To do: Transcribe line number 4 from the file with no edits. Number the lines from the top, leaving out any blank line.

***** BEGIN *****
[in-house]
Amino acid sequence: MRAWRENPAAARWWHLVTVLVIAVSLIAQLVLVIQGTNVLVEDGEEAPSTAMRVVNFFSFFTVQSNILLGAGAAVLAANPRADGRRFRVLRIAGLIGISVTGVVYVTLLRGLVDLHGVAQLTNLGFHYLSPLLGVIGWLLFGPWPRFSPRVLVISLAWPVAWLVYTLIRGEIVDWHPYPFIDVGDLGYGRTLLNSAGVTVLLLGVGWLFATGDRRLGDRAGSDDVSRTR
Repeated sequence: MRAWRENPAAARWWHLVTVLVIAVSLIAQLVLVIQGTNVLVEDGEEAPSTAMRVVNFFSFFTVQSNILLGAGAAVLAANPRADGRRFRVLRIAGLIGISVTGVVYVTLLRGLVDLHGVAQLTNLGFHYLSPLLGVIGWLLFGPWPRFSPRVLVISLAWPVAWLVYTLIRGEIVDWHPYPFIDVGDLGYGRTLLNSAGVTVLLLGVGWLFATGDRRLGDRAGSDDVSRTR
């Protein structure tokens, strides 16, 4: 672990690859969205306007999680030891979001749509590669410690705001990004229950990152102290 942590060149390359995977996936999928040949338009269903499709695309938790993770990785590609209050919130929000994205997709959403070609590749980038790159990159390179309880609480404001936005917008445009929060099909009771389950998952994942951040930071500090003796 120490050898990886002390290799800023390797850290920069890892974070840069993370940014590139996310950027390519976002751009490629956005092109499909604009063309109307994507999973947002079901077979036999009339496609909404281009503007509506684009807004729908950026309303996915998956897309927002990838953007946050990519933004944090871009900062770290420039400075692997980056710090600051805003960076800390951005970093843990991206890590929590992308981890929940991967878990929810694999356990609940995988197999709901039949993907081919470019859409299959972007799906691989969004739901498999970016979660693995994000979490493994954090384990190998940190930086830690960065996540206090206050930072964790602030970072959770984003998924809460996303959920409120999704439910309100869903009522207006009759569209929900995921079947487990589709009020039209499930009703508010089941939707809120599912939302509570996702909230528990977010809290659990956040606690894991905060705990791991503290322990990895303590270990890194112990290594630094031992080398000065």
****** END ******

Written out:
């Protein structure tokens, strides 16, 4: 672990690859969205306007999680030891979001749509590669410690705001990004229950990152102290 942590060149390359995977996936999928040949338009269903499709695309938790993770990785590609209050919130929000994205997709959403070609590749980038790159990159390179309880609480404001936005917008445009929060099909009771389950998952994942951040930071500090003796 120490050898990886002390290799800023390797850290920069890892974070840069993370940014590139996310950027390519976002751009490629956005092109499909604009063309109307994507999973947002079901077979036999009339496609909404281009503007509506684009807004729908950026309303996915998956897309927002990838953007946050990519933004944090871009900062770290420039400075692997980056710090600051805003960076800390951005970093843990991206890590929590992308981890929940991967878990929810694999356990609940995988197999709901039949993907081919470019859409299959972007799906691989969004739901498999970016979660693995994000979490493994954090384990190998940190930086830690960065996540206090206050930072964790602030970072959770984003998924809460996303959920409120999704439910309100869903009522207006009759569209929900995921079947487990589709009020039209499930009703508010089941939707809120599912939302509570996702909230528990977010809290659990956040606690894991905060705990791991503290322990990895303590270990890194112990290594630094031992080398000065």